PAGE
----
can sure change the possibilities of vision.
objects and people around him swerve and attune poorly through
his eyes. The camera films his trauma through the very pupils
which have gone through surgery, and we test the stability
of restored eyesight right along with him. Everything seems
like a daze. The coordination is unbearable and confusing.
During his struggle (as well as ours), an acquaintance leaned
over to me and asked, "If he knew that regaining sight was
going to be this difficult, why did he go through with the
surgery?" That's a good point, but think for a moment about
his actions. He knew that regaining sight would be tremendously
difficult, yes, but he did it anyway. Doesn't that at least
say that Virgil really wanted to see again, regardless of
the expected difficulties he would encounter?
endeavors range from here and there after the operation,
and director Irwin Winkler's concept pays close attention
to the minor and staggering details of the struggle Virgil
encounters along the way. It's as if he's not the only person
who has had sight restored to him. Trying to tell the difference
between what is real and what is not becomes a strenuous
task, even for us. During a discussion, a character holds
an object in his hand and asks Virgil to examine it. "Is
this an apple, or is this a picture of one?" We're not sure
of the answer, either.
movie is supposedly based on fact, and for once, I believe
it. The story comes from the pages of one of the many Oliver
Sacks documents of medical miracles. His study also inspired
a similar movie called "Awakenings," in which characters
were effected with a debilitating sleeping disorder and
were then given a chance to cope with its aftereffects,
before returning to the state that they started in. There,
the characters took us along the journey of their slow recovery,
and then eventually the recession that took them back to
the state of sleeping. The difference between that movie
and this one is, perhaps, the level of effectiveness in
the performances. Both films are equally as good, but the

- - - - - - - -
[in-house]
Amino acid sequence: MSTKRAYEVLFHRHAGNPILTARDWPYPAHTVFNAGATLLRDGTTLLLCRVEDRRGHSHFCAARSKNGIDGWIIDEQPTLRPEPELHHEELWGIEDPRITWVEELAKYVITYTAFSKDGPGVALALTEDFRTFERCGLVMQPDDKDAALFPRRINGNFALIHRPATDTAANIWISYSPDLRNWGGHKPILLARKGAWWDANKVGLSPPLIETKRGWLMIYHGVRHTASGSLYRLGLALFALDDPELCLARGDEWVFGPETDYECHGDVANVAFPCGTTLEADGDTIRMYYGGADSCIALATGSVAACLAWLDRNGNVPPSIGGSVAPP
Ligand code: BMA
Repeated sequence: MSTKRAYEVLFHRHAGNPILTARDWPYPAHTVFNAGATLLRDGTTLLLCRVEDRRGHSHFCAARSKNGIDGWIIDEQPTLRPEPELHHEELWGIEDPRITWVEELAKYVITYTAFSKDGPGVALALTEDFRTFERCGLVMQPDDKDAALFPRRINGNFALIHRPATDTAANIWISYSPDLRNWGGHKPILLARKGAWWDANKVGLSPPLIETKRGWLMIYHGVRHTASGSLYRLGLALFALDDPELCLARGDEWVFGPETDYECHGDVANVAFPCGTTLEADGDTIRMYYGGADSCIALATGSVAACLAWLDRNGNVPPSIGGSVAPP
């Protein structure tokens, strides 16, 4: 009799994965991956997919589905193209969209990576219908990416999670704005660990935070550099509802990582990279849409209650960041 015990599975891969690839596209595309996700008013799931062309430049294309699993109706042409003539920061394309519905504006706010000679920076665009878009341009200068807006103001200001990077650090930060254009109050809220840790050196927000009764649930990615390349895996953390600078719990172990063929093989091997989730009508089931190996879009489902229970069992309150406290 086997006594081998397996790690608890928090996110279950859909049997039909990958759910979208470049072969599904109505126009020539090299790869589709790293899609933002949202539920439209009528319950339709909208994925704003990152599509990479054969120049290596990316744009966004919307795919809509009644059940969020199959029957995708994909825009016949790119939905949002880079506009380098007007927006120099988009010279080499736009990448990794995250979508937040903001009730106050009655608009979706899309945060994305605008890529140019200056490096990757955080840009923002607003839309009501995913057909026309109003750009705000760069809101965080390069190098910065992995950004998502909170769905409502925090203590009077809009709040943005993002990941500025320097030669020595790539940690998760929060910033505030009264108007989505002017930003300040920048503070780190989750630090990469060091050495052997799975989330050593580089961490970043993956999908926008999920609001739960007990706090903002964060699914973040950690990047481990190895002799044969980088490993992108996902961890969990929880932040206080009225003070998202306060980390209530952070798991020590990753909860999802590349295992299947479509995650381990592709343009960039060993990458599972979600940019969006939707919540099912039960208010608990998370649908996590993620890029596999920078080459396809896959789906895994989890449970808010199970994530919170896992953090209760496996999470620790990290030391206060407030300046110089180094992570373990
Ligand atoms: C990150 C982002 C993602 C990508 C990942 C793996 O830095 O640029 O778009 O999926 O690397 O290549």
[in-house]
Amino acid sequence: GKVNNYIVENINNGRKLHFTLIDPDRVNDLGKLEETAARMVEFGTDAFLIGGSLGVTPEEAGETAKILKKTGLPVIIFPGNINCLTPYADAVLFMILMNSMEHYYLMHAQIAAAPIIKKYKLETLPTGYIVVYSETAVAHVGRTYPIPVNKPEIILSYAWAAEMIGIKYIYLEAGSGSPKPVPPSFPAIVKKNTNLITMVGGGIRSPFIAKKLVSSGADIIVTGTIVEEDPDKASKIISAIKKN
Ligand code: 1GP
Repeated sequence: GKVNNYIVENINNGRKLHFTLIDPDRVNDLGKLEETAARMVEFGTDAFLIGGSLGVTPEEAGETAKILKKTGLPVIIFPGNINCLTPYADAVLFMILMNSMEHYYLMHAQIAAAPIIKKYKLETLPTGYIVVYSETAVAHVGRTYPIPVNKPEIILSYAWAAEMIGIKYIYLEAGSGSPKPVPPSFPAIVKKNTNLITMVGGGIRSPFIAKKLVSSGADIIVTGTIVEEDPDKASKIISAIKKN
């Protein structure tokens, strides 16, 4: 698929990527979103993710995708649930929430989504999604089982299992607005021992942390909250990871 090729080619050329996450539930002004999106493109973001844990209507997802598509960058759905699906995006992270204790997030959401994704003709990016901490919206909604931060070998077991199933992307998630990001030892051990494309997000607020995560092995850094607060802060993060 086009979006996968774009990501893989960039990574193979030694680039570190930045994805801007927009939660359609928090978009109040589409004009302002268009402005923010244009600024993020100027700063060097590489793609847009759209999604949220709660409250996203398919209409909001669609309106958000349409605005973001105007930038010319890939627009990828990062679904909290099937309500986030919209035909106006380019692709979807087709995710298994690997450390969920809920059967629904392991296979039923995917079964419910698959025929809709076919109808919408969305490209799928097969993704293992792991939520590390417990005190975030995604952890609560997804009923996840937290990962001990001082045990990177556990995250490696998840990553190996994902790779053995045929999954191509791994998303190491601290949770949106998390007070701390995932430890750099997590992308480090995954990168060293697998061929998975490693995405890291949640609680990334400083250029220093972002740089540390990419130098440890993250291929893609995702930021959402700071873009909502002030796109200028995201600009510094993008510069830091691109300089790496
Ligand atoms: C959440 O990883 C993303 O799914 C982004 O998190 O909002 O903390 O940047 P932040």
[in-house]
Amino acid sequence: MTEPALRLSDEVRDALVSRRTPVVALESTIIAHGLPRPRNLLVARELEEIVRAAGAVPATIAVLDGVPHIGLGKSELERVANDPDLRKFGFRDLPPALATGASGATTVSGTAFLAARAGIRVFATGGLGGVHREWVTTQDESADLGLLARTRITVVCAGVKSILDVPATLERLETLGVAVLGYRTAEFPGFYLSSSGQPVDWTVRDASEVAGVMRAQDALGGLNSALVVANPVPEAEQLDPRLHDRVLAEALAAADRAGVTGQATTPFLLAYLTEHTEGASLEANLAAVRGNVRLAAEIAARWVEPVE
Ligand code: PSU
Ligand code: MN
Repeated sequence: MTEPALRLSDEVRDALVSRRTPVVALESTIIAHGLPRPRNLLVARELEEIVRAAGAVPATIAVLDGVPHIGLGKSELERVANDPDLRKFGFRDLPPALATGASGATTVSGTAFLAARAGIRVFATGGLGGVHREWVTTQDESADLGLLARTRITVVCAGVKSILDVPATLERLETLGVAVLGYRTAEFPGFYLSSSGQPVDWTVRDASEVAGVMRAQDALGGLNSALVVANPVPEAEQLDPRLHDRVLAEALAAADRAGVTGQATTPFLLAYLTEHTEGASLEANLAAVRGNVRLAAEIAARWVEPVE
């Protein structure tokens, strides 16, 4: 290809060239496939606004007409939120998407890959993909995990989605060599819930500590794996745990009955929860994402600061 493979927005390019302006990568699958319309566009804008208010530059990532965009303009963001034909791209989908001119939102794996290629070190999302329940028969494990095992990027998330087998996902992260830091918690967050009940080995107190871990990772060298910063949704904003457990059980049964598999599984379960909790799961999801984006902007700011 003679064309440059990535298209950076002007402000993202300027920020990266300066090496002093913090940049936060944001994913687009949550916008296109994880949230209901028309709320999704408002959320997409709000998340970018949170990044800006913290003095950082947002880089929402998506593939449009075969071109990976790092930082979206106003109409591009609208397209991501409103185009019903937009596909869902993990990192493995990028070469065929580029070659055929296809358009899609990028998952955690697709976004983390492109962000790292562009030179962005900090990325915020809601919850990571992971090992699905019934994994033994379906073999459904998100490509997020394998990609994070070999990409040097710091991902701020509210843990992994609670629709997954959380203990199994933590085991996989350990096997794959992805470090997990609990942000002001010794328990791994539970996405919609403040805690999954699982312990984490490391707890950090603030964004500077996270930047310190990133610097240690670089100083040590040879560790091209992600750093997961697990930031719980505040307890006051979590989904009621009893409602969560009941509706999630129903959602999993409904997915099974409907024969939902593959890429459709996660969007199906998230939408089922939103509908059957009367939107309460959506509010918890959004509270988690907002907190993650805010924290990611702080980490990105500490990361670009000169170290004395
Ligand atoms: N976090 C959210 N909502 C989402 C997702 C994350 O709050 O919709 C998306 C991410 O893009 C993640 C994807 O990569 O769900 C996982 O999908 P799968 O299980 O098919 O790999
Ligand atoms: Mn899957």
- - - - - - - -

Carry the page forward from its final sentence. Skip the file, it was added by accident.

Robert DeNiro and Robin Williams characters of "Awakenings"
were heartwarming and beautiful. While Val Kilmer and Mira
Sorvino provide us with some serious and stable acting in
"At First Sight," sometimes they seem underwritten, as if
a piece of the puzzle is missing somewhere along the lines.
Kelly McGillis as Virgil's sister is sometimes distracting
from Sorvino and Kilmer, but thankfully, once she's out
of the picture, both of them develop as much as the script
allows them to. Even though we would have liked to know
more about both of them, at least we respect and appreciate
First Sight" was essentially well-received by audiences
(as far as I could tell), but some thought that the film
was too long for its material. What do you expect, though?
Movies like this need as much time as possible on screen:
we need the time to get to know the characters, to explore
the situations, to witness the recovery, and then to see
the person cope with it in whichever way they can. Virgil's
loss of sight for twenty years is bound to have some serious
side-effects once it has been recovered, and the movie allows
us to endure the trauma and hope as much as possible, without
being overlong or unnecessary. It also gives us plenty of
time to see the disorder and recovery through the vision
of the patient. The world surrounding him is refreshing
and new to him, as well as to the audience. When you are
a passenger of a moving vehicle, close your eyes for a couple
of minutes. Try to picture new sights and new landscapes
along the roads you have traveled before. No doubt, you
visualize things that you want to see, and imagine things
that you want to imagine. Is that any different from this
case? Better yet, do you even want to open your eyes after
you are used to it?
1999, David Keyes, Cinemaphile.org.
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if the above review contains any spelling or grammar mistakes.